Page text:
Time & Attendance
By Sheryl Jaffee Halpern
Nov. 6, 2018
For the longest time, many employers differentiated between “maternity” leave and “paternity” leave in their policy manuals.
A typical maternity leave would offer six to 12 weeks of salary replacement for new mothers, while offering only one to two weeks of salary replacement for new fathers. Over time, society began catching up with reality, and now most employers acknowledge that traditional definitions of gender and family no longer apply. As a result, antiquated policies have been modified to offer paid “parental” leave to new parents.
While many policies offer more significant benefits for “primary” versus “non-primary” caregivers, many employers are promoting a more evenhanded approach. As one example, Microsoft recently announced that it will require all U.S. suppliers with 50 or more employees that perform “substantial” work for Microsoft to offer their employees who take time off for the birth or adoption of a child a minimum of 12 weeks paid parental leave.
In its announcement, Microsoft referenced the state of Washington’s paid parental leave law that goes into effect in 2020 and acknowledged that such legislation will benefit only employees of suppliers in Washington (Microsoft is headquartered there) and “will leave thousands of valued contributors outside of Washington behind.”
The company “made a decision to apply Washington’s parental leave requirement more broadly, and not wait until 2020 to begin implementation.” In other words, if a supplier wants to have the privilege of working with Microsoft, they must offer parental leave benefits at least as generous as the standards Microsoft has set.
Microsoft’s announcement begs some questions: Will other businesses follow suit? Outside of states where paid parental leave is legally required (to date, only California, New Jersey, New York, Rhode Island and Washington), will paid parental leave become a standard employee benefit instead of a perk offered by only an elite group of employers?
And of course, these questions don’t explore underlying motivations: Are companies like Microsoft implementing such programs to benefit families or simply to gain a competitive advantage when recruiting quality talent? And does motivation matter, if the results (for employees, families and businesses) are the same?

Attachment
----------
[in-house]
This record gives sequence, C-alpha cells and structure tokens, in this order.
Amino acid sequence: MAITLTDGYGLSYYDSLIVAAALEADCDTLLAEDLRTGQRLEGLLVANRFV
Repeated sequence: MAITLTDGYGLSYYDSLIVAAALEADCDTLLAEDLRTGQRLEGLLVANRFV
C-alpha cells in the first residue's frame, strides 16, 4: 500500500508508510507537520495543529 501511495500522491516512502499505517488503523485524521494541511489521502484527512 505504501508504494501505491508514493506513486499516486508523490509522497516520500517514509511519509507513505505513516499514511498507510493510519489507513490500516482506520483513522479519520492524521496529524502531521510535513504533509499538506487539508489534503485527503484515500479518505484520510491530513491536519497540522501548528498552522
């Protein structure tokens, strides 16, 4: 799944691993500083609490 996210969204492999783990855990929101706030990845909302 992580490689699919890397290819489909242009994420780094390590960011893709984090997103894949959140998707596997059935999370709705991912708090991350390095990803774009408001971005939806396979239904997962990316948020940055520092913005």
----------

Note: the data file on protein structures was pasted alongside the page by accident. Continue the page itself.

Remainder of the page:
I recently worked with one of our middle-market clients to update and improve their paid parental leave policy. Taking note of the disparity in salary replacement to be offered to “primary caregivers” vs. “secondary caregivers” (a very common differentiator in modern times), I played devil’s advocate and asked: What is your goal in offering paid parental leave to your workforce?
The answer, not surprisingly, was to give new parents the opportunity to spend quality time with their newborn or newly adopted child. I further summoned the devil: If that’s the case, then why should it matter who is the primary caregiver, and why not offer the same benefit for both parents? Better yet, why not follow Microsoft’s example and offer a full 12 weeks of paid leave?
The simple answer the client offered with an audible sigh: “We don’t have the budget for that.”
That’s the practical reality facing most small- to midsize employers, especially those with a predominantly young (i.e., of childbearing age) workforce, as is often found in the tech industry.
Indeed, in such businesses, it’s not uncommon for multiple employees to take parental leave at the same time. (This seems to happen frequently in November which, coincidentally, is nine months after Valentine’s Day.) Establishing and honoring parental leave policies can become expensive.
Most people — including employers — believe that allowing parents to spend more time with their children is indisputably a good thing. But while behemoths such as Walmart, Starbucks, Microsoft, IBM, Facebook, Netflix, American Express, Etsy and Bank of America have the financial wherewithal to implement such programs, many smaller employers do not have the ability to fully subsidize parental leaves, despite having the best intentions and hopes for their employees.
While we don’t expect state parental leave laws or employer policies to become the norm, it seems clear that such requirements and programs are gaining momentum, particularly in certain jurisdictions, markets and industries. The question for employers of any size is how to balance competing demands — fiscal realities, attracting and retaining top talent, compliance with local and state statutes — in a manner that enables them to achieve their business objectives while honoring their organizational values.
There are no broad-brush solutions that can be easily painted into an employee handbook. Each company must conduct its own calculus when deciding on the nature and extent of its parental leave benefits.
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